At least $100,000 worth of business at Chase’s Do It Best Hardware in Gainesville shuffles out the door and onto the Internet each year to avoid sales taxes, in business manager Craig Shoemaker’s estimation.
Shoemaker said he knows customers are about to make their purchase online when after perusing an outdoor kitchen they say: “I’ll go home and measure.”
Shoemaker came to Washington last month to share his business’ story with Gainesville Republican Rep. Doug Collins, in a trip funded by a small business advocacy group called the Main Street Alliance. The continued effort by businesses large and small has helped get a bill to tax the nation’s $4 trillion in Internet sales on the U.S. House radar, with a hearing Wednesday in the House Judiciary Committee.
Brick-and-mortar retailers have long complained that online sellers have an unfair advantage by not collecting state sales taxes, but a federal fix is complicated and fraught with political difficulties. Conservative groups oppose such a bill as creating, in effect, a tax increase and being burdensome for e-tailers, who would have to figure out how to comply with the nation’s patchwork of tax codes and enforcement.
And House Republicans have already signaled they are unlikely to take on any more major legislation in advance of the fall elections.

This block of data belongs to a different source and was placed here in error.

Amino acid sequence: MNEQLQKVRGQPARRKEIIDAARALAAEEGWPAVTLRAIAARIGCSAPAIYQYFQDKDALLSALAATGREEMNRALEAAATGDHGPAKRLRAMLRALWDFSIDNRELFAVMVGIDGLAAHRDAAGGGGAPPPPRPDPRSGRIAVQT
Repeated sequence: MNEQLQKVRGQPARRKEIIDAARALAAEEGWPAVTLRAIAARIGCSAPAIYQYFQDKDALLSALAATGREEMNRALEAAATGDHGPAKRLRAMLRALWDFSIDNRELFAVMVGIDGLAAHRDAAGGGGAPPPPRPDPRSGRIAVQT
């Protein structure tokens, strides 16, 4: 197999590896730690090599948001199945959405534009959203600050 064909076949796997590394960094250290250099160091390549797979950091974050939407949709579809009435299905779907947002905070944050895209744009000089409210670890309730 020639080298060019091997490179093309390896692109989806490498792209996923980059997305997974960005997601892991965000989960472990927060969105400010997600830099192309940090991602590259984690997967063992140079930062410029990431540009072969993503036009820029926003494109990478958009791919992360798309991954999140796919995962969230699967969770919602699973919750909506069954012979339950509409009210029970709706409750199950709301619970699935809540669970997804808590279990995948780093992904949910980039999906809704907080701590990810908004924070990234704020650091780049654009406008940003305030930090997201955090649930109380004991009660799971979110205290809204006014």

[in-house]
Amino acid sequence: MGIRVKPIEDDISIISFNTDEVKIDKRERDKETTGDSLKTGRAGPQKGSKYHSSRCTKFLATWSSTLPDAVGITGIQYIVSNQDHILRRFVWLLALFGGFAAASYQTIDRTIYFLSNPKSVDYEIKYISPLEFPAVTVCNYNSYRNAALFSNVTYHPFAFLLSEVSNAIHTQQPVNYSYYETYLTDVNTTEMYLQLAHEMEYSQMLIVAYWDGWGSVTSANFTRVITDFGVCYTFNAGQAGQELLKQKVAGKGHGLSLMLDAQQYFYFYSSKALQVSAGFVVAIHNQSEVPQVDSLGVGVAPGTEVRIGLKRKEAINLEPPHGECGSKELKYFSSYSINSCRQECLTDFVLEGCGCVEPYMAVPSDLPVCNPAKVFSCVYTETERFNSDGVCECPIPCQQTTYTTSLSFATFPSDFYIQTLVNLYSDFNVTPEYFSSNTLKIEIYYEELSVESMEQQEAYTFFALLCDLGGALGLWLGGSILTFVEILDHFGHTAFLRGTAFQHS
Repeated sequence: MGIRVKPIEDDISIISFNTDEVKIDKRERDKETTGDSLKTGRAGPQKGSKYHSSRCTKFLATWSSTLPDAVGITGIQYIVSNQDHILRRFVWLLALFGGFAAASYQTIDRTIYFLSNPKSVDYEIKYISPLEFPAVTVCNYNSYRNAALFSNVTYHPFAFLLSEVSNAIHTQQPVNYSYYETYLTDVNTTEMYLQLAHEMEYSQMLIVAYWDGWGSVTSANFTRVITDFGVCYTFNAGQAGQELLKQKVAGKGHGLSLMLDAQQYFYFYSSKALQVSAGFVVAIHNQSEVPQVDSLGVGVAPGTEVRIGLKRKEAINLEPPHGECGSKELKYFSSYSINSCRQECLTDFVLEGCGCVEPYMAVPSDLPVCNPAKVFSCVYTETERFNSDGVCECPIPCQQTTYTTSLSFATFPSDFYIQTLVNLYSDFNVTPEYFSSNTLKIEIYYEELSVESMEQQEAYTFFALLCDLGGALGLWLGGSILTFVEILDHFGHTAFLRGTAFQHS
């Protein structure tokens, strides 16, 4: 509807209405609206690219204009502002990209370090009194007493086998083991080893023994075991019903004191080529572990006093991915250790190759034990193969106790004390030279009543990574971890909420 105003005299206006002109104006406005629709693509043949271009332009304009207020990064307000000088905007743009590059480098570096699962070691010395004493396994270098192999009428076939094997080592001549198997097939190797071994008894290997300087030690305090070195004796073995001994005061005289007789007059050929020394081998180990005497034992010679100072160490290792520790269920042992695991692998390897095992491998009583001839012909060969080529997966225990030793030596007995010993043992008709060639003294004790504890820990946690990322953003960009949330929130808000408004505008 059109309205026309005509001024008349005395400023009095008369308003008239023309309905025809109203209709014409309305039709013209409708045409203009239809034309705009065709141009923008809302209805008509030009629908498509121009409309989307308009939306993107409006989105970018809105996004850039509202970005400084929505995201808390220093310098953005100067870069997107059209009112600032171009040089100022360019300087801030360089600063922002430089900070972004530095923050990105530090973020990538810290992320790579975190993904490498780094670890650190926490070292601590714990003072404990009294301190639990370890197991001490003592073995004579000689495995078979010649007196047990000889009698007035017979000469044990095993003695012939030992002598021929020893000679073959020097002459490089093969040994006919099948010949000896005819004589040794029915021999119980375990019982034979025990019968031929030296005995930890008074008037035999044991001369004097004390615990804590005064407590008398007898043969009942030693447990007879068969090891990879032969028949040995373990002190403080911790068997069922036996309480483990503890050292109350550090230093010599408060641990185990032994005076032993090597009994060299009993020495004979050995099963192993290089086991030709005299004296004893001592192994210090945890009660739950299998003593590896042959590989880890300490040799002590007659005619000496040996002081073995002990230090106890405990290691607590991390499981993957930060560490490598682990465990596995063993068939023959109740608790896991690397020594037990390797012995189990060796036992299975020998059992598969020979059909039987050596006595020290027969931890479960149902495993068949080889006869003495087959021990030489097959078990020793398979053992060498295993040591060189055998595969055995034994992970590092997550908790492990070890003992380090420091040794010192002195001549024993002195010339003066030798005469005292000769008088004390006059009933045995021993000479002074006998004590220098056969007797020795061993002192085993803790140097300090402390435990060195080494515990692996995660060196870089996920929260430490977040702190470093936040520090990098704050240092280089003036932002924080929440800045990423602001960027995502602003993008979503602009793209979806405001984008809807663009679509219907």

But the law has powerful backers from the business world and state governments who are missing out on billions of dollars in tax receipts. People who buy big-ticket items from out of state are supposed to report them and pay a use tax, but few do.
Gov. Nathan Deal signed a similar state law in 2012, but with a federal bill in limbo Georgia has not been able to collect in full – though retailing behemoth Amazon started collecting sales tax from Georgians in September.
The Marketplace Fairness Act passed the U.S. Senate last year, and Wednesday’s hearing is intended to explore five different approaches on the issue. The committee did not describe what those approaches are.
“While this is not a new conversation, the process that the Committee takes today is unprecedented,” Judiciary Committee chairman Bob Goodlatte, R-Va., said in a news release. “Fresh alternatives on the remote sales tax issue are needed, and on Wednesday we will hear about new ideas from a panel of witnesses. I look forward to examining the pros and cons of their proposed solutions.”
The two Georgians on the Judiciary Committee, Collins and DeKalb County Democrat Hank Johnson, have differing views on the Senate bill.
Johnson said he’s been a supporter of the legislation for a long time because the current system is “anti-competitive and bad for Main Street America.”
Collins plans to praise Goodlatte’s “deliberate” approach at the hearing and declare his opposition to the Senate bill.
“Congress has the responsibility to address the inequities in the status quo in a manner that is constitutional, workable and respects all business models,” Collins said through a spokeswoman. “In this economic environment, we must ensure that all businesses — large and small — can compete on a level and fair playing field.”